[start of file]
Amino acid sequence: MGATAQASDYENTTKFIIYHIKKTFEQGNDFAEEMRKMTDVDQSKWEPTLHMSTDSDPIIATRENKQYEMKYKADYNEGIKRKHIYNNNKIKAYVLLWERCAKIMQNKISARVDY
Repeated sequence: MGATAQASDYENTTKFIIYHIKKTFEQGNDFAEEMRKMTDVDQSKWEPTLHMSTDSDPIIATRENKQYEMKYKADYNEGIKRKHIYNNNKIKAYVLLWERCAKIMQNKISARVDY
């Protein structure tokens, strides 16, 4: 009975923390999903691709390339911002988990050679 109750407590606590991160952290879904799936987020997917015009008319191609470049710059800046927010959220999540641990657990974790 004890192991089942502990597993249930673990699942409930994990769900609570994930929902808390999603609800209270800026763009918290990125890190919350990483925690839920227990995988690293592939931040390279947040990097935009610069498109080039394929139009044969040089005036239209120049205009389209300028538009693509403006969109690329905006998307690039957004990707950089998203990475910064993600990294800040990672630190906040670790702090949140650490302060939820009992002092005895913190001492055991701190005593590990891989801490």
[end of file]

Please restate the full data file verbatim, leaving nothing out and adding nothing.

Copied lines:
Amino acid sequence: MGATAQASDYENTTKFIIYHIKKTFEQGNDFAEEMRKMTDVDQSKWEPTLHMSTDSDPIIATRENKQYEMKYKADYNEGIKRKHIYNNNKIKAYVLLWERCAKIMQNKISARVDY
Repeated sequence: MGATAQASDYENTTKFIIYHIKKTFEQGNDFAEEMRKMTDVDQSKWEPTLHMSTDSDPIIATRENKQYEMKYKADYNEGIKRKHIYNNNKIKAYVLLWERCAKIMQNKISARVDY
């Protein structure tokens, strides 16, 4: 009975923390999903691709390339911002988990050679 109750407590606590991160952290879904799936987020997917015009008319191609470049710059800046927010959220999540641990657990974790 004890192991089942502990597993249930673990699942409930994990769900609570994930929902808390999603609800209270800026763009918290990125890190919350990483925690839920227990995988690293592939931040390279947040990097935009610069498109080039394929139009044969040089005036239209120049205009389209300028538009693509403006969109690329905006998307690039957004990707950089998203990475910064993600990294800040990672630190906040670790702090949140650490302060939820009992002092005895913190001492055991701190005593590990891989801490």